Andy Murray wary as he prepares to face Verdasco’s conqueror

Andy Murray has been studying the game of today's opponent Andrey Kuznetsov, inset, on film

Andy Murray has been studying the game of today's opponent Andrey Kuznetsov, inset, on film

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Andy Murray is back on track at the US Open and finds his nightmare draw opening up.

After the cramp-induced drama of his first-round win over Robin Haase, Murray enjoyed a smooth passage through to round three against German qualifier Matthias Bachinger on Thursday night.

Instead of heat and humidity, a strong wind provided the meteorological obstacle for the pair but Murray, who grew up playing in windy conditions in Scotland, was in his element. All facets of the eighth seed’s game were working nicely and he needed only an hour and 46 minutes to wrap up a 6-3, 6-3, 6-4 victory. The next test today for Murray comes in the shape of Russian former Wimbledon junior champion Andrey Kuznetsov, world ranked 96th, who upset Fernando Verdasco in five sets on Thursday.

Much was made of Murray’s treacherous path when the draw was made last Thursday but the first two likely dangermen, Radek Stepanek and Verdasco, were both accounted for by other players.Murray has been here before. At Wimbledon last year, the Scot’s draw appeared to be formidable but he did not end up facing a top-ten player until the final. Not that Murray will be underestimating 23-year-old Kuznetsov, who he has never faced before in a match or in practice.

“He’s had a couple of big wins in the slams this year,” said Murray, whose knowledge of other players is unfailingly excellent. “He beat (David) Ferrer at Wimbledon and obviously here against Verdasco. I’ve never played him before. I don’t know his game that well, but I’ve seen him play a little bit. He hits the ball pretty flat, likes to go for his shots a lot. This court’s fairly quick, so that will probably help him as well. But I’ll watch a little bit of video, try to understand his game a bit better.”

Should he get past Kuznetsov, the main dangers in his section still lurk in the form of potential fourth-round opponent Jo-Wilfried Tsonga and world No. 1 Novak Djokovic, who he is seeded to meet in the quarter-finals. Having played in the cool of the night session, Murray is likely to be back in the heat of the day against Kuznetsov.

He still does not know why cramp struck against Haase but will not worry unduly about the possibility of a repeat episode.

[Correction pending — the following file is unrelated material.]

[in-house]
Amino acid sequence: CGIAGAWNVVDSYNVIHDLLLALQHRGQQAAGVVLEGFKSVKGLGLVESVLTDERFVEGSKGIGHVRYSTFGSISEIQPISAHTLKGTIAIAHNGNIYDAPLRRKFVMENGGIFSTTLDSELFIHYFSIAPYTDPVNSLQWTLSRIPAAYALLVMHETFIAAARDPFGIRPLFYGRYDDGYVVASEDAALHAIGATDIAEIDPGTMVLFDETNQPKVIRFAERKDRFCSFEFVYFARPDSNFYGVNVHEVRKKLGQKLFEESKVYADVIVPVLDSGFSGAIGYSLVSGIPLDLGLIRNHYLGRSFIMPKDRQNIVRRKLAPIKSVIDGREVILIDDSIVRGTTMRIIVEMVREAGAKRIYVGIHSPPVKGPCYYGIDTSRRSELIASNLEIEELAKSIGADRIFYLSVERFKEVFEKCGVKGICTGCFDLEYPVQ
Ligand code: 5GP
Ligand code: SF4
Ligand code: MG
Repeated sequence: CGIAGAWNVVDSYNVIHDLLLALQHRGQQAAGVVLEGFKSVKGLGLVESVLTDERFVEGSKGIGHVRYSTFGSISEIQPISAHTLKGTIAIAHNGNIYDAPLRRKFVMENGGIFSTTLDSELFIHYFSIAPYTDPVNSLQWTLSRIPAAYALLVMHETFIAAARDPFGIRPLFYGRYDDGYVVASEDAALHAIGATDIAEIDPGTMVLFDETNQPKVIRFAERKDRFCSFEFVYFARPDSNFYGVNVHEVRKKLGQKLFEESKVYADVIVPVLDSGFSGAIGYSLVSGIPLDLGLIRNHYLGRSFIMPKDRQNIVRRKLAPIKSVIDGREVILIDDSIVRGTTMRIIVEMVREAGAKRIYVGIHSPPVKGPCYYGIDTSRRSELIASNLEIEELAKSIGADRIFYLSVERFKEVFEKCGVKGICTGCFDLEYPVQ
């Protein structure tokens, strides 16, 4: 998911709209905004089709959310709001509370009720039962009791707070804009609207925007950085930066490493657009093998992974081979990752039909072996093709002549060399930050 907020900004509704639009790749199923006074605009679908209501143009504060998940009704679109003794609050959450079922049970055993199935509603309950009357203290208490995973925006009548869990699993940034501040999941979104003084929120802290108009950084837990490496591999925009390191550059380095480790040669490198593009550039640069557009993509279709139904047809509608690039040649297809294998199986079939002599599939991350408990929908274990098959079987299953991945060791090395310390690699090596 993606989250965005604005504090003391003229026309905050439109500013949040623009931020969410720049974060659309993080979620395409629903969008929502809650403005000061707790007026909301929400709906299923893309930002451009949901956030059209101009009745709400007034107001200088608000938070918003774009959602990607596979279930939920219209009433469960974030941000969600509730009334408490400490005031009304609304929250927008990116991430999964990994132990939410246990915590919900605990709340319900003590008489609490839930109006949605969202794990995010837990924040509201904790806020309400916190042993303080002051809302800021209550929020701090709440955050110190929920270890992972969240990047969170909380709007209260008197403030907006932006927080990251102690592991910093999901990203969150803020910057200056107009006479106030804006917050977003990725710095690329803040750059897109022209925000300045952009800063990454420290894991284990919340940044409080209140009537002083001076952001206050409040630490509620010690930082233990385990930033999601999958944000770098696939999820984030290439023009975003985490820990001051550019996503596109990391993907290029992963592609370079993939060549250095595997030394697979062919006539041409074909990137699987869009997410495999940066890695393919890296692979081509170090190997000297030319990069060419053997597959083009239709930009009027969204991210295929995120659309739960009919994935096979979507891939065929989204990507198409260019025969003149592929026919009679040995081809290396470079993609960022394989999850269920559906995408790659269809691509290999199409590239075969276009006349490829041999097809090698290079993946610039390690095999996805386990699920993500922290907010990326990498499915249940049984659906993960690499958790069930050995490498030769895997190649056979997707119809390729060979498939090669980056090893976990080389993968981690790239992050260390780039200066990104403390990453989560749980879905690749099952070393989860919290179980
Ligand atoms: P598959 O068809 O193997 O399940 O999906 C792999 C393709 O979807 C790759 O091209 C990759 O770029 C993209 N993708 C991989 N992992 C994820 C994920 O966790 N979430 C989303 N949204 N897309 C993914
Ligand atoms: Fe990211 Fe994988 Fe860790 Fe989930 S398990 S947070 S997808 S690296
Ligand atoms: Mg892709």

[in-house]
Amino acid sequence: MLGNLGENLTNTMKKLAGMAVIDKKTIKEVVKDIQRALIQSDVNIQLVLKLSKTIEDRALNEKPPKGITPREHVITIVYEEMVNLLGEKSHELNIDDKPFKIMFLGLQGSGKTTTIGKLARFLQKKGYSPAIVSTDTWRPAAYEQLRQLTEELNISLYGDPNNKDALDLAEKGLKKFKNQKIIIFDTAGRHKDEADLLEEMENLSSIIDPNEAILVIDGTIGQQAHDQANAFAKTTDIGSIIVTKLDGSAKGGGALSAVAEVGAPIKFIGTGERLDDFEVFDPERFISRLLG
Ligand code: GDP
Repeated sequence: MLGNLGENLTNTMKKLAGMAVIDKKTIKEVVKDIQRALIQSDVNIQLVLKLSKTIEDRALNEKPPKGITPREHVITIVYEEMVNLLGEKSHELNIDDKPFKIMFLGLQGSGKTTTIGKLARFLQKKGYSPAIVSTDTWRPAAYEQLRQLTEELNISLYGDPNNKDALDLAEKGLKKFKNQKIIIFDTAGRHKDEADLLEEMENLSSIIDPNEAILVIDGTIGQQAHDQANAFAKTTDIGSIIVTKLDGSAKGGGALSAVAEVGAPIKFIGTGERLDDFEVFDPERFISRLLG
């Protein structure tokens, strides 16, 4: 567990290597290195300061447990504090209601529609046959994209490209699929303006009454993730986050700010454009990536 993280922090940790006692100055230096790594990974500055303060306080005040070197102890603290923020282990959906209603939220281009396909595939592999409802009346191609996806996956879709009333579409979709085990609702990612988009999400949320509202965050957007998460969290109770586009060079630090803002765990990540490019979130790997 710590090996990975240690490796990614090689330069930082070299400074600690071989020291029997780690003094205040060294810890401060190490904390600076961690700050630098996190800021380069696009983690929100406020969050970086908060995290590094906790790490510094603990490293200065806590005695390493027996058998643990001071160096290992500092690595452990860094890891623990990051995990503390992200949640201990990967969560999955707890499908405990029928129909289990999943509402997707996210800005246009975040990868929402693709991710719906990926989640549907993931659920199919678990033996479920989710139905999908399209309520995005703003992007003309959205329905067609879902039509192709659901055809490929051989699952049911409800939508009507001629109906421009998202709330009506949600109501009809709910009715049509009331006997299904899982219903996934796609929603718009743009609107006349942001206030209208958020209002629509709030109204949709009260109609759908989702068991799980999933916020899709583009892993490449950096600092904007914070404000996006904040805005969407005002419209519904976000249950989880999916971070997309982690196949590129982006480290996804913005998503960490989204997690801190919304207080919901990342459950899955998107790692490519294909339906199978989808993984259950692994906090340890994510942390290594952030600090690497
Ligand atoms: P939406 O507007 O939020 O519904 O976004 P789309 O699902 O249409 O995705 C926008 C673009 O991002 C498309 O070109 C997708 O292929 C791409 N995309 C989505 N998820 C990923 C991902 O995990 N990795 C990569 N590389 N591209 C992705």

“You just take each day as it comes,” he said. “You never know what’s going to happen from day to day. Monday was very, very hot, humid conditions. (Against Bachinger) it was pretty cool at the end, extremely windy, a different court. Each day in tennis things change. So you’ve just got to move on, trust the work that you’ve done and get ready for the next match.”

Kuznetsov was in relaxed mood. “There is no pressure and I will try to do my best,” he said. “I’ll try to play aggressively. That’s the way I try to play every game. I will try to show my best tennis, my aggressive tennis, and I hope it will help me to get chances and to use them.”

Meanwhile, fourth seed Ferrer was handed a walkover into the third round when opponent Bernard Tomic pulled out with hip problems. The Australian had surgery on both hips after the Australian Open and did not want to take a risk when he felt pain in the left one following his first-round win over Dustin Brown.

Tomic, who has also been struggling with flu, said: “I don’t want to muck around with that area. For sure something is there. I’ve got to get it checked. It’s not good right now. It’s painful. I can’t afford to get on court and play against David and cause much more pain to myself because I’m going to have to stay with him the whole match. I can potentially make it ten times worse. For me it’s the best thing not to go on court today. It’s a very difficult decision for me, but I have to do this.”

It has been a season of wild extremes for Tomic, who played the quickest recorded match in ATP Tour history on his comeback from surgery when he lost to Jarkko Nieminen in 28 minutes in Miami. He subsequently dropped out of the top 100 after a torrid run only to win the second title of his career in Bogota in July.

Seventh seed Grigor Dimitrov had not won a match at Flushing Meadows before this year but he is through to the third round without dropping a set after a 6-1, 6-2, 6-2 victory over Dudi Sela. Marin Cilic has also been impressive so far, and the 14th seed’s 7-6 (7/2), 6-2, 6-4 victory over Ilya Marchenko set up a third-round clash with 18th seed Kevin Anderson, who came from a set down to beat Jerzy Janowicz. Gael Monfils avoided his customary drama in a 7-5, 6-3 ,6-2 win over Alejandro Gonzalez while 19th seed Feliciano Lopez won in four sets against Tatsuma Ito.